Rolls-Royce is celebrating after the first member of the Trent family to enter service, the Trent 700, reached a significant milestone last night, completing its 50 millionth flying hour.
This remarkable achievement, equivalent to flying around the world more than one million times, occurred while around 380 Trent 700 powered Airbus A330 aircraft were in flight around the world.
A team of colleagues watched the clock tick over, drawing on data delivered by Rolls-Royce’s Airline Aircraft Availability Centre in Derby, UK, where engineers use pioneering data analytics to monitor the health of Rolls-Royce engines across the world, 24 hours a day.
This milestone, which underlines the popularity and dependability of the Trent 700 engine, comes as Rolls-Royce uses the experience gained from developing and operating the engine to prepare for the entry into service of the Trent 7000, the exclusive powerplant for the A330neo, later this year.
The Trent 7000, the seventh member of the Trent family, brings together experience from the Trent 700, architecture from the Trent 1000 TEN – the latest version of the Trent 1000 engine – and the latest technology from the Trent XWB, the world’s most efficient large civil engine.
The 68-72,000lb thrust Trent 7000 will deliver a step change in performance and economics compared to the Trent 700. Benefitting from a bypass ratio double that of its predecessor, the Trent 7000 will improve specific fuel consumption by ten per cent, and will significantly reduce noise.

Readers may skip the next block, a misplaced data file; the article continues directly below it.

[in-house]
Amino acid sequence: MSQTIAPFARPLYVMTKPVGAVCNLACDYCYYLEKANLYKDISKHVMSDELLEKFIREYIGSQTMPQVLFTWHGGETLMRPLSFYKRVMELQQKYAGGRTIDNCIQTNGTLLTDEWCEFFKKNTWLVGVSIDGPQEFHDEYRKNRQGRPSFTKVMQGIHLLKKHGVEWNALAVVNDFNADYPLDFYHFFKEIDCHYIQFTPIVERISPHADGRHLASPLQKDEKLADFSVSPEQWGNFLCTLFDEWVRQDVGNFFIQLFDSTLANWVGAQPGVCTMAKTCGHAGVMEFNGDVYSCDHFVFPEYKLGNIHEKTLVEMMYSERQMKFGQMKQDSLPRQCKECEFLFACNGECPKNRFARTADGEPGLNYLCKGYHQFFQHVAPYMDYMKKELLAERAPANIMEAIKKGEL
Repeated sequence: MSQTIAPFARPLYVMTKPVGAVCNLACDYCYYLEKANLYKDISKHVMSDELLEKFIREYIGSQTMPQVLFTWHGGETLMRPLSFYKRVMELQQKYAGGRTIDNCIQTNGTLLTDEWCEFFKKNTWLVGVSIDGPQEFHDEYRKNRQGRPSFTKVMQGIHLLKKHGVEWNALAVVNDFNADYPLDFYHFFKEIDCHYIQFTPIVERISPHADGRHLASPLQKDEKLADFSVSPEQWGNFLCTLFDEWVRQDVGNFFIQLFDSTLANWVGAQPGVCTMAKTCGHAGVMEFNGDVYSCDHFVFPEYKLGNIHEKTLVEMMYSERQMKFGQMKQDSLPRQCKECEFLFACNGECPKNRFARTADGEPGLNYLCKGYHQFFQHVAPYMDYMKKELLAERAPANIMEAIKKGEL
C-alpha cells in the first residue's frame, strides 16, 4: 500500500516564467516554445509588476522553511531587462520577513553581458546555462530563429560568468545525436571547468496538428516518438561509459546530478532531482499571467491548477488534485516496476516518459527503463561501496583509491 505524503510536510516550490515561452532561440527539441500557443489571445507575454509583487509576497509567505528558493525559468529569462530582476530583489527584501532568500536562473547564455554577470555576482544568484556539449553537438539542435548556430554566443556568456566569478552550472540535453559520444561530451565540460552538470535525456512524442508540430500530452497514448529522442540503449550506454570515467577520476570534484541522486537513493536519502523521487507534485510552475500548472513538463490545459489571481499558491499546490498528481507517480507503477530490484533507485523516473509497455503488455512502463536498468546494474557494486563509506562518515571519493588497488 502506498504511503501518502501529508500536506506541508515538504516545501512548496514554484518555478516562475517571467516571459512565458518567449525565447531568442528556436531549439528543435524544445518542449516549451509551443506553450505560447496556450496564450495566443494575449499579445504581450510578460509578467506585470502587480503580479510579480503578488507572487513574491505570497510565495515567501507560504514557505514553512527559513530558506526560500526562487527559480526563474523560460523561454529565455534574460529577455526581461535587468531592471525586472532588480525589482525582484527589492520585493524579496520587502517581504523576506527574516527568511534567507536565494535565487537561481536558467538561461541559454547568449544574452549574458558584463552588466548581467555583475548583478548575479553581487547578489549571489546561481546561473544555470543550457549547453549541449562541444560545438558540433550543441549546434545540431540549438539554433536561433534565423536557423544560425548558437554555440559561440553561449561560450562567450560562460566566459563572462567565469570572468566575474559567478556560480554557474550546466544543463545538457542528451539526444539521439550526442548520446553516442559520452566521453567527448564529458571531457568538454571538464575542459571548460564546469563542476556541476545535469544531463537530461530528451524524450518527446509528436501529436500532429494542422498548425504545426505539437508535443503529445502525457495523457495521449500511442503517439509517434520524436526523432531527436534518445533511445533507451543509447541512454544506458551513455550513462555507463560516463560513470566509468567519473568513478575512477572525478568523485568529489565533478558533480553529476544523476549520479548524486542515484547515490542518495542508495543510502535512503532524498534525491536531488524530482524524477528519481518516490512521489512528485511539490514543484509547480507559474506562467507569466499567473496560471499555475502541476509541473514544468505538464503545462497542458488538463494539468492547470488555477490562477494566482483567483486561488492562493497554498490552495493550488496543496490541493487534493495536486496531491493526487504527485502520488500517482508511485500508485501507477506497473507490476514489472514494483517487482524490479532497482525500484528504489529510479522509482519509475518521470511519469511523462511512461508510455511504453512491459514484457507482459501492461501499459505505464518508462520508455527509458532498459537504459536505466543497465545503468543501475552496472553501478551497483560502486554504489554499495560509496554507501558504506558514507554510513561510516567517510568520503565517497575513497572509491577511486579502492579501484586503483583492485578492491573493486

The Trent 700 was the first member of the Trent engine family and has played a significant role in transforming Rolls-Royce into a truly global company. With 1,600 of the engines in service today, representing 36 per cent of Rolls-Royce’s installed widebody fleet, the Trent 700 has been Rolls- Royce’s best-selling engine, helping to increase its widebody market share from 13% in 1995 – when the engine was first introduced – to more than 50% by the early 2020s.
The Trent 700 continues to make waves as it prepares to power the first flight of the Beluga XL, Airbus’ next-generation super transporter aircraft, later this year.
Dominic Horwood, Rolls-Royce, Director, Customers and Services – Civil Aerospace, said: “The Trent 700 is an iconic engine. As the first of the Trent engines it set an extraordinary precedent that helped redefine Rolls-Royce’s role in the civil aerospace sector and we are thrilled to celebrate this milestone.
“As we prepare for the entry into service of its successor, the Trent 7000, this is also a great reminder of the strong foundations on which that engine has been built.”
Over the last 23 years the Trent 700 has:
Direct news from EAA AirVenture 2019 - an agreement between Textron Aviation and ATP Flight School, for orders and options for up to 100 Cessna Skyhawk aircraft through 2023. The n...
“We love Oshkosh. Not only is it the best venue in the world to highlight the unique aircraft that Pilatus build, but it gives us a great opportunity to meet with customers, prospects and enthus...
On June 23, 1969, pilots first flew the Baron 58 prototype, paving the way into the next five decades of innovative evolution. Since the Baron 58’s first delivery in 1970, more than 3,100 aircra...
The Civil Aviation Academy of Kazakhstan, a valued long-term Alsim customer who has already been operating an ALSIM AL200MCC for several years, recently decided to purchase an ALSIM ALX simulator....